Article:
Shades of Magic- The Steel Prince #1
Written by V. E. Schwab
Art by Andrea Olimpieri
Colors by Enrica Eren Angiolini
Letters by Rob Steen
Based on characters in the Shades of Magic series, by V. E. Schwab
Shades of Magic, the acclaimed YA fantasy novel series, comes to comics with a new story from award-winning creator and New York Times #1 bestseller V.E. Schwab!
In a gaslamp world where magicians navigate alternate realities, Prince Maxim pursues a dark version of his beloved Red London. Banished from court, he refuses to surrender his quest – and faces worse than exile!
Sumptuously illustrated by Andrea Olimpieri (Dishonored) and Enrica Angiolini (Warhammer 40,000)!
When the King calls, even a Prince has to obey. Such is the case when Prince Maxim Maresh reports to his father’s throne room. King Nokil has a problem with his headstrong son’s attempts to gather information on the magic used to seal their world away from the other three that border their own. In response, the king sends Prince Maxim to the city of Verose, located on the forebodingly named Blood Coast, where he will take command of the lone garrison and learn a bit about the world he’s destined to rule.
It’s a tried and true story, one that’s been told many times and without a doubt will be told many more. The stubborn youngster, determined to step out of the shadow of his parents is given the opportunity to do so and learns that he may not be as wise in the ways of the world as he’d thought. There’s a good reason that this theme is repeated over and over in fiction. There will always be rebellious youths out there, convinced that they know things their crusty old forebears couldn’t possibly understand. In response, there will always be crusty old forebears willing to let their children step out into the world, to succeed or fail on their own and hopefully gain a little experience along the way.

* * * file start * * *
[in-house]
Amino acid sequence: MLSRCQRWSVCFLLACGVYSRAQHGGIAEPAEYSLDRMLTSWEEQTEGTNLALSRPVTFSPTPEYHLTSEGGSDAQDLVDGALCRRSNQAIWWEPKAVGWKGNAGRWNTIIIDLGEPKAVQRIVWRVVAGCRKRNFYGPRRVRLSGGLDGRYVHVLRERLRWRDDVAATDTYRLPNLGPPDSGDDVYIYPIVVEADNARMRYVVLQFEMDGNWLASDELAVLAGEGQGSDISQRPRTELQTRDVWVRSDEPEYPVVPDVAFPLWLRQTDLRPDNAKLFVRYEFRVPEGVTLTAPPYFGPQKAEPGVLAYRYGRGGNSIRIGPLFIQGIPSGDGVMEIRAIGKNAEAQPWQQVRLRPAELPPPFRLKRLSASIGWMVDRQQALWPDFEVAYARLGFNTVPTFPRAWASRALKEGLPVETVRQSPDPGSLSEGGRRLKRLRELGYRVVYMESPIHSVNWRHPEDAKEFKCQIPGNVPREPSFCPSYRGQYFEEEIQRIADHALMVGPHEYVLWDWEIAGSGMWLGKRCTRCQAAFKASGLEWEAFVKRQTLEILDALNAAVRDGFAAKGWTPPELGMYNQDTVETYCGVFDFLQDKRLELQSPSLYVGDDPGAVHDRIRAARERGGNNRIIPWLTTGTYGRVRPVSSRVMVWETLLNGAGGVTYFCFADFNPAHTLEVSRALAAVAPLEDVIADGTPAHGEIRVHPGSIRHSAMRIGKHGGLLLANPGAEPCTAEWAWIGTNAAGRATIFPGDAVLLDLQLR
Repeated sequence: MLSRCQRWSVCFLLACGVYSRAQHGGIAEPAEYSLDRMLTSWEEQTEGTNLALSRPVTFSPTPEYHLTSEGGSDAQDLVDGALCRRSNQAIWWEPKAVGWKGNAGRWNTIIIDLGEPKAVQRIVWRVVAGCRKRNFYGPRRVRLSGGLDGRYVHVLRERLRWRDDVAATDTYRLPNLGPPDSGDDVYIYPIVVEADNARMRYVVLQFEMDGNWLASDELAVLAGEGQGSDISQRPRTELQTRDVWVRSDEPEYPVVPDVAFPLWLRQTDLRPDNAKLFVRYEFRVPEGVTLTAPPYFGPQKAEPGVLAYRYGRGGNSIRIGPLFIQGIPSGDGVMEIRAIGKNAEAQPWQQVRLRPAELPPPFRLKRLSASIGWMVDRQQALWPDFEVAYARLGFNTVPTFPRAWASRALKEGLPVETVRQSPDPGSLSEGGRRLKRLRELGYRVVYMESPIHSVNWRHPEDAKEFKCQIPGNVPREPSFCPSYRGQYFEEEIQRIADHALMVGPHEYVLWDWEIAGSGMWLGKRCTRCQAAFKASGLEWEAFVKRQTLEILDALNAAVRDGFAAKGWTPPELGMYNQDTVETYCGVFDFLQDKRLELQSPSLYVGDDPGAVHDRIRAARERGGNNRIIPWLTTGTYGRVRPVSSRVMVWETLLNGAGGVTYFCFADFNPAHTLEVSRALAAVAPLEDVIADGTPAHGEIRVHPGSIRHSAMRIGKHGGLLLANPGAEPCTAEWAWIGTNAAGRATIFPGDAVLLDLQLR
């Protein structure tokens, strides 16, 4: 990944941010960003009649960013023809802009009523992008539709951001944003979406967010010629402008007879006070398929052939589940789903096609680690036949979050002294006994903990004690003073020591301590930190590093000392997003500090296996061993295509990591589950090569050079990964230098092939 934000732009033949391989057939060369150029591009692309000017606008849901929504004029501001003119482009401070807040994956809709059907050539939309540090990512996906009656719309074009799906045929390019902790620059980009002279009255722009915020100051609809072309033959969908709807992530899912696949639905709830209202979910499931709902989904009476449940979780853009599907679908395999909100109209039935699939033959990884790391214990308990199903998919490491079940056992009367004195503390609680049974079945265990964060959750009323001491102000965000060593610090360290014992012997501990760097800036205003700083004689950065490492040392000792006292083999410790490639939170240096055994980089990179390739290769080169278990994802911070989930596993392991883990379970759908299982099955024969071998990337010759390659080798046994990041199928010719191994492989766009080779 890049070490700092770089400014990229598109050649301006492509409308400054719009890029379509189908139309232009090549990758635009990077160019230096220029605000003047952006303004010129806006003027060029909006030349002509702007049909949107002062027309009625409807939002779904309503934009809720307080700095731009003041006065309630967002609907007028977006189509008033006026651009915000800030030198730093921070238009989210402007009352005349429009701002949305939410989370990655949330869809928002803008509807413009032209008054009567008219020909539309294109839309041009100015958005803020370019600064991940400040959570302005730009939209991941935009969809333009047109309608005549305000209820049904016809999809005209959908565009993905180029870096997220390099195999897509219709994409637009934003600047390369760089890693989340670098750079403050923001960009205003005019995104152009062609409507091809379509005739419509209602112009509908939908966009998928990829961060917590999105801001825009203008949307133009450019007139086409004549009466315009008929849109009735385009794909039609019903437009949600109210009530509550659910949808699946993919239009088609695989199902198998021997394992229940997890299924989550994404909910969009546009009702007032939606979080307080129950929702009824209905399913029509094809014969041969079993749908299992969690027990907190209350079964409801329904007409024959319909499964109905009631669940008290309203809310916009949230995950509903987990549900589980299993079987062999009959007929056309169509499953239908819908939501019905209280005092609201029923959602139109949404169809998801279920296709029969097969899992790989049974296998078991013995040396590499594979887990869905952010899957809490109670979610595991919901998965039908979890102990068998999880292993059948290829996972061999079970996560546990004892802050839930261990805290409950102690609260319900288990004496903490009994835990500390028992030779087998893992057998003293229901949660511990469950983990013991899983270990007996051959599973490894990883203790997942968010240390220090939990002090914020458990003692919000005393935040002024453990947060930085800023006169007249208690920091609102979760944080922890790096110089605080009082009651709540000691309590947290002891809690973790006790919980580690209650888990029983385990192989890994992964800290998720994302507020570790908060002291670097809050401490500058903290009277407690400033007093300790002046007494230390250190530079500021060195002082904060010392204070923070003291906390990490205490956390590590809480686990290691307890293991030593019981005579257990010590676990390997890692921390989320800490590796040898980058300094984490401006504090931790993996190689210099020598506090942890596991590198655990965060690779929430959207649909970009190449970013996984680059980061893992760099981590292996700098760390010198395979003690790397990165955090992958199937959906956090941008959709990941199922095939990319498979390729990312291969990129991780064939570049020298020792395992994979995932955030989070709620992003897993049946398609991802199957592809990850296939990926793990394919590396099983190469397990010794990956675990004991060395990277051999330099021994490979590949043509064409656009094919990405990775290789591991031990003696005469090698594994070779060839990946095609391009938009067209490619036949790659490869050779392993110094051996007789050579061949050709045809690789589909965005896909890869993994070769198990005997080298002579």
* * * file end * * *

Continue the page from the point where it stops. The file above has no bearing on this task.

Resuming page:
Just based on this first issue, the world of the Shades of Magic series by V. E. Schwab is complex and has a deep history, and because of that new readers might be a little intimidated. Not having read any of the books myself, I had to play a little catch up. Thankfully, there is an introduction that gives a brief rundown of her world’s history, and by the end of the first issue I felt like I was following along well enough. There’s a forward from Schwab, explaining her motivation for telling the story of a young Maxim Maresh. In her original books, Maxim is already King, but plays more of a supporting role in someone else’s tale. It was in a passage from A Conjuring of Light that she found a deeper story, of how he came to be known as the Steel Prince, begging to be told.
Bringing Schwab’s fantasy world to life on the page are the combined talents of Andrea Olimpieri and Enrica Eren Angiolini. Olimpieri’s work does a good job of showing a layered world, from the King’s richly appointed throne room, to the dirty city streets of Verose. He’s also got a handle on the action, as the inevitable back alley brawl very ably demonstrates. Olimpieri’s illustrations are fleshed out by Angiolini’s colors, using a rich palette and heavy shadows to add depth and mood. The brightest colors are reserved for- aside from Prince Maxim’s pristine white uniform- the glowing golden magical effects in the story. It’s a pretty good approach, given that Schwab’s system of magic doesn’t involve grand spells or waving of wands. It’s a little more subtle than that, and could get missed among all of the other details on the page.
Anytime you get an author whose characters grow beyond the scope of a given book, there’s going to be the need to fill in those gaps. I think comicbooks are the perfect medium for that kind of storytelling and it’s pretty darn cool that V. E. Schwab is taking advantage of it here. As the creator of her world, there isn’t anyone more qualified to expand on its history, to fill in the backgrounds of her characters and tell the stories that have previously been hinted at. Further, it’s a good chance for established fans to learn more about the characters they love, and for new readers to get their feet wet.
Wherever you may fall, The Steel Prince looks like it could be a great introduction to a deeply layered fantasy world. You know… for those of us patiently waiting for Rothfuss’s next book.